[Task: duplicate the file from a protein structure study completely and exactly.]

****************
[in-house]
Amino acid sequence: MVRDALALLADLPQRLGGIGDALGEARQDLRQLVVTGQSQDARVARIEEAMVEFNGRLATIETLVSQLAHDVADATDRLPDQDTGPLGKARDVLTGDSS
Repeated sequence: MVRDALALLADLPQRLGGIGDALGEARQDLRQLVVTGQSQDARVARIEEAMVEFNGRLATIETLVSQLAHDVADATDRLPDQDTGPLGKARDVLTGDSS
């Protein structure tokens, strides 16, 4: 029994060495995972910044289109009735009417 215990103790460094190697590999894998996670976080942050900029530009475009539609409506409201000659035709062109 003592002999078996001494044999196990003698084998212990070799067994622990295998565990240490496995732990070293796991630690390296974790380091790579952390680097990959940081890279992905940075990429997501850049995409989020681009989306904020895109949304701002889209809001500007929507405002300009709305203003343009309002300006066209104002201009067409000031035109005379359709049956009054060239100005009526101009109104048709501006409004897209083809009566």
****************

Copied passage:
[in-house]
Amino acid sequence: MVRDALALLADLPQRLGGIGDALGEARQDLRQLVVTGQSQDARVARIEEAMVEFNGRLATIETLVSQLAHDVADATDRLPDQDTGPLGKARDVLTGDSS
Repeated sequence: MVRDALALLADLPQRLGGIGDALGEARQDLRQLVVTGQSQDARVARIEEAMVEFNGRLATIETLVSQLAHDVADATDRLPDQDTGPLGKARDVLTGDSS
């Protein structure tokens, strides 16, 4: 029994060495995972910044289109009735009417 215990103790460094190697590999894998996670976080942050900029530009475009539609409506409201000659035709062109 003592002999078996001494044999196990003698084998212990070799067994622990295998565990240490496995732990070293796991630690390296974790380091790579952390680097990959940081890279992905940075990429997501850049995409989020681009989306904020895109949304701002889209809001500007929507405002300009709305203003343009309002300006066209104002201009067409000031035109005379359709049956009054060239100005009526101009109104048709501006409004897209083809009566």